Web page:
PROJECT ID AND TITLE: AN008 – ILS Zone 3 Measurement
- PI: Dr. James West, Professor, Electrical and Computer Engineering, Oklahoma State University
- Co-PI: Jamey Jacob, Professor and Director, Mechanical and Aerospace Engineering, USRI, Oklahoma State University
- Co-PI: Gary Ambrose, Research Manager CEAT/USRI, Oklahoma State University
- Students: Joe Jantz
- Consultant: Chris Bowman, Test Engineer and Account Manager, Rodhe & Schwarz Oklahoma
- Technical Support: Taylor Mitchell, Dane Johnson, USRI, Oklahoma State University
- FAA Sponsor: Floyd Badsky, Flight Program Operations (AJW-3)
- FAA Technical Monitor: Brad Snelling
The objective of this project is to record the glideslope depth of modulation in Zone 3 for analysis of manned aircraft flight inspection system (FIS) accuracy and to advance development of Unmanned Aircraft Systems (UAS) for ILS facility preparation. A UAS will be instrumented with a lightweight ILS receiver capable of recording both localizer and glideslope depth of modulation (DDM). The UAS will be equipped with an RTK GPS to more accurately track and record position within 5cm laterally and vertically. The UAS position data will be recorded and synchronized with localizer and glideslope DDM. The data will be present for easy lookup and may optionally be presented in various visualizations. This research will support technical training with the prototyping integration of RTK GPS aboard UAS and visualization of signals for future technicians.
The data collection region will extend from runway threshold to 3,500 feet. The lateral region will be approximately 3 degrees (from localizer) both sides of runway centerline. The vertical region will be approximately .70 degrees above and 1 degree below the commissioned glideslope angle. The UAS flight profiles will be designed so that data is collected with sufficient resolution to achieve the outcomes below.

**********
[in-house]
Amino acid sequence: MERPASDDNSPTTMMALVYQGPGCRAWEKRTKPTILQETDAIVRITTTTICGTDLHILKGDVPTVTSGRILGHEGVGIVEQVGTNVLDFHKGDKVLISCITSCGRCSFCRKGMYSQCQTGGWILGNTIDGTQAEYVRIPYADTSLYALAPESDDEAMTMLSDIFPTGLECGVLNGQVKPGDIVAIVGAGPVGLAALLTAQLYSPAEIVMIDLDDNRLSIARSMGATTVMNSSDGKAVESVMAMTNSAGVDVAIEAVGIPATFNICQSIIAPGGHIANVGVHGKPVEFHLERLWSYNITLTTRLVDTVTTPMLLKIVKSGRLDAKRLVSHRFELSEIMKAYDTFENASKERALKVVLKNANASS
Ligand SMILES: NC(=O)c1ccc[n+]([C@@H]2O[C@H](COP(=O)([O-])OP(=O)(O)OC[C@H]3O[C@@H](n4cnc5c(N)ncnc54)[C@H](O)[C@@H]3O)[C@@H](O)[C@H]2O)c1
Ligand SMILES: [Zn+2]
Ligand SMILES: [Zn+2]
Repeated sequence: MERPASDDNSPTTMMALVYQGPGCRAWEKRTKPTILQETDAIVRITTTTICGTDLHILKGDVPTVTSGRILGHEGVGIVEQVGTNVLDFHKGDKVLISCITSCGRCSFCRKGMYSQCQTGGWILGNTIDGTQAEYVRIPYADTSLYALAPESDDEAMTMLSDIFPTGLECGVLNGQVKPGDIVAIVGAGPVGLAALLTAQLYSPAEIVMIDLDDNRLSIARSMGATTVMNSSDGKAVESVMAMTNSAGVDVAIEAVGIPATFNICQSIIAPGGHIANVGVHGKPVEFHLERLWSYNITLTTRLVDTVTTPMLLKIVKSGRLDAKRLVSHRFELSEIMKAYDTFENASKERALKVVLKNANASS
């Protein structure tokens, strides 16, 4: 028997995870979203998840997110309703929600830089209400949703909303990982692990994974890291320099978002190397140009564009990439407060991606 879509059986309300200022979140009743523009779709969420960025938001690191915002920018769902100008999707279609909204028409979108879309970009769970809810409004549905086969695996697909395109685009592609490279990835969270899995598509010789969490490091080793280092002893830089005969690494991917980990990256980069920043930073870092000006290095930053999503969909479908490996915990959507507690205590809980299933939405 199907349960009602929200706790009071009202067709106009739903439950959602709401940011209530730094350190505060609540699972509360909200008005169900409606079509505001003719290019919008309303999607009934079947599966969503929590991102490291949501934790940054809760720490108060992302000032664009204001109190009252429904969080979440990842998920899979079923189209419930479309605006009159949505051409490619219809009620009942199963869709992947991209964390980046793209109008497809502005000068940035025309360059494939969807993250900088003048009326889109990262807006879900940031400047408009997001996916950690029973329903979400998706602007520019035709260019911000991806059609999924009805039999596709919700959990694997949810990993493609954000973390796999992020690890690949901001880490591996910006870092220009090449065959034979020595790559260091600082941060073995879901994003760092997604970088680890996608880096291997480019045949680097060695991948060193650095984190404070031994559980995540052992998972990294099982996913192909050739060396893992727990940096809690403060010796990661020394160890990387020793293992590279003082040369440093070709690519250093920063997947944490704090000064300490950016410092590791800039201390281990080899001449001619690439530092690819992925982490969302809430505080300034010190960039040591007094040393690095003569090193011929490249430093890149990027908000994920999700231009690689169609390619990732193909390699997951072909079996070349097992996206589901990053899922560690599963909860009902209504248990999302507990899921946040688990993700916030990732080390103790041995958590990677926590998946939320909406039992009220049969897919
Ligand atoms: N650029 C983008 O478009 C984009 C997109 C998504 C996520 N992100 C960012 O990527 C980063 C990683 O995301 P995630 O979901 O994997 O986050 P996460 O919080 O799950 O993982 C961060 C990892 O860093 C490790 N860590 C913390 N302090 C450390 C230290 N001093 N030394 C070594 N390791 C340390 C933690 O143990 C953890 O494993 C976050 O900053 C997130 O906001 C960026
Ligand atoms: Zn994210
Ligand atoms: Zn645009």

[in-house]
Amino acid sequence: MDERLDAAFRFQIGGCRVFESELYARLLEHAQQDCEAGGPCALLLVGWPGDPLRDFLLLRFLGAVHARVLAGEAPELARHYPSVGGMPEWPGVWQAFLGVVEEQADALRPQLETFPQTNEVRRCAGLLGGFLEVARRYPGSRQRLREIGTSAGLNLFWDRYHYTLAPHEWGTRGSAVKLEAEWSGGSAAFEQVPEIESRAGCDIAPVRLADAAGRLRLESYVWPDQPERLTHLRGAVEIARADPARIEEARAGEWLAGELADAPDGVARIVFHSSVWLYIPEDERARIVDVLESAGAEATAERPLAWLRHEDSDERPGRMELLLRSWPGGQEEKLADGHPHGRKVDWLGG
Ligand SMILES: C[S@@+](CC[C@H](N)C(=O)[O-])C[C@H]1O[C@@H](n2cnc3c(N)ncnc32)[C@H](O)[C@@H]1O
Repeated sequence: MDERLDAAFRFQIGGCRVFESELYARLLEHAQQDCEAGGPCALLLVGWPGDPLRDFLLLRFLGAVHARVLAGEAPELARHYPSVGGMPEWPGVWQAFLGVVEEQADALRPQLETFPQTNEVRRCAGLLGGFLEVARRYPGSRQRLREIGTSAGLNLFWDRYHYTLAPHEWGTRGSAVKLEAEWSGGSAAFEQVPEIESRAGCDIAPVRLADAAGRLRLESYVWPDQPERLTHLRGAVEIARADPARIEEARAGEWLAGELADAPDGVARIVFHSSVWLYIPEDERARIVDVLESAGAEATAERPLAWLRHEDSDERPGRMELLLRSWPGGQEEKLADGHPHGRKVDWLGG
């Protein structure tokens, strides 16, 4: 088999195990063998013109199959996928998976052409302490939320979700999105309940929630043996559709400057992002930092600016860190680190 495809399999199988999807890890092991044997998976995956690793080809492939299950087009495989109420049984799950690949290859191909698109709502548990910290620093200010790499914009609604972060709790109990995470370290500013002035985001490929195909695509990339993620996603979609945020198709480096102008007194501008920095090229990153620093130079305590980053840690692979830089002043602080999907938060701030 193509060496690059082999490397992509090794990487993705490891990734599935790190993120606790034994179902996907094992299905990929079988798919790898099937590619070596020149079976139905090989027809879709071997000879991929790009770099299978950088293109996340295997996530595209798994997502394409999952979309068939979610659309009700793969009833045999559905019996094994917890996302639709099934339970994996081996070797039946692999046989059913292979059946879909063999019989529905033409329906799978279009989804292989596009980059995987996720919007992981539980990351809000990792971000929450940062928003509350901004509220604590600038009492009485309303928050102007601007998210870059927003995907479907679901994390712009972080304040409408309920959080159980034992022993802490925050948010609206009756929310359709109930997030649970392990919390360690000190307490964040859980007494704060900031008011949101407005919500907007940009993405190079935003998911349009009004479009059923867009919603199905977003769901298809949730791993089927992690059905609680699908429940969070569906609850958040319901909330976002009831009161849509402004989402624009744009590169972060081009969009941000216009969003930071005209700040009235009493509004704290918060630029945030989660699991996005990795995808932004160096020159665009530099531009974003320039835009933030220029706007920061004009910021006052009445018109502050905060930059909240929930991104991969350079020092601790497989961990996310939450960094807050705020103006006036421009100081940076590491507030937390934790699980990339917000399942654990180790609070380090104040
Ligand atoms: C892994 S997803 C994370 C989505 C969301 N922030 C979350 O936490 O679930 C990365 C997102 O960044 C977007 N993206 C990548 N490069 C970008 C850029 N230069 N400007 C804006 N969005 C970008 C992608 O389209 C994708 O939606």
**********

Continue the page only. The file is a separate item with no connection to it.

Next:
Current ILS inspection methodology uses results from ground test and manned flight test. A performance gap currently exists since the availability of UAS is widely available and has the potential to vastly increase inspection efficiencies; with speed of collection, accuracy and cost. This project will explore the capabilities of UAS for ILS inspection and support strategies that employ augmenting flight inspections with unmanned and autonomous vehicles.
Expect Project Outcomes:
The project will demonstrate the feasibility of performing in-air, high resolution ILS signal integrity inspection using a low-cost UAS platform. The fine spatial resolution of the measurements and the 3-D visualization GUI will give a better understanding of the actual signal parameters in an active environment than can be achieved using manned aircraft. Multiple test flights on different days will show the effects of changes local conditions such as weather and seasonal dependence of vegetation on the signal integrity.
- Prototype visualization of ILS data to improve training aids for ILS technicians, mission specialists, facility engineers, and inspection software engineers.
- ILS Zone 3 data that can be used to validate manned aircraft ILS results and the effect of pilot induced flight technical error in result accuracy.
- Development of prototype equipment and procedures to operate a lightweight ILS recording systems for use in preparing ILS facilities.
Value of Research:
The technologies and methodologies developed in this project will support technical training and lead to the development of a portable, cost-effective method of inspecting and evaluating the integrity of operational ILS signals. The system will be rapidly deployable and will provide more precise spatial resolution and positional accuracy than is possible with current manned inspection aircraft, and will ultimately allow for autonomous ILS signal inspection. The cost savings and higher spatial resolution and accuracy will ultimately lead to safer landing navigation.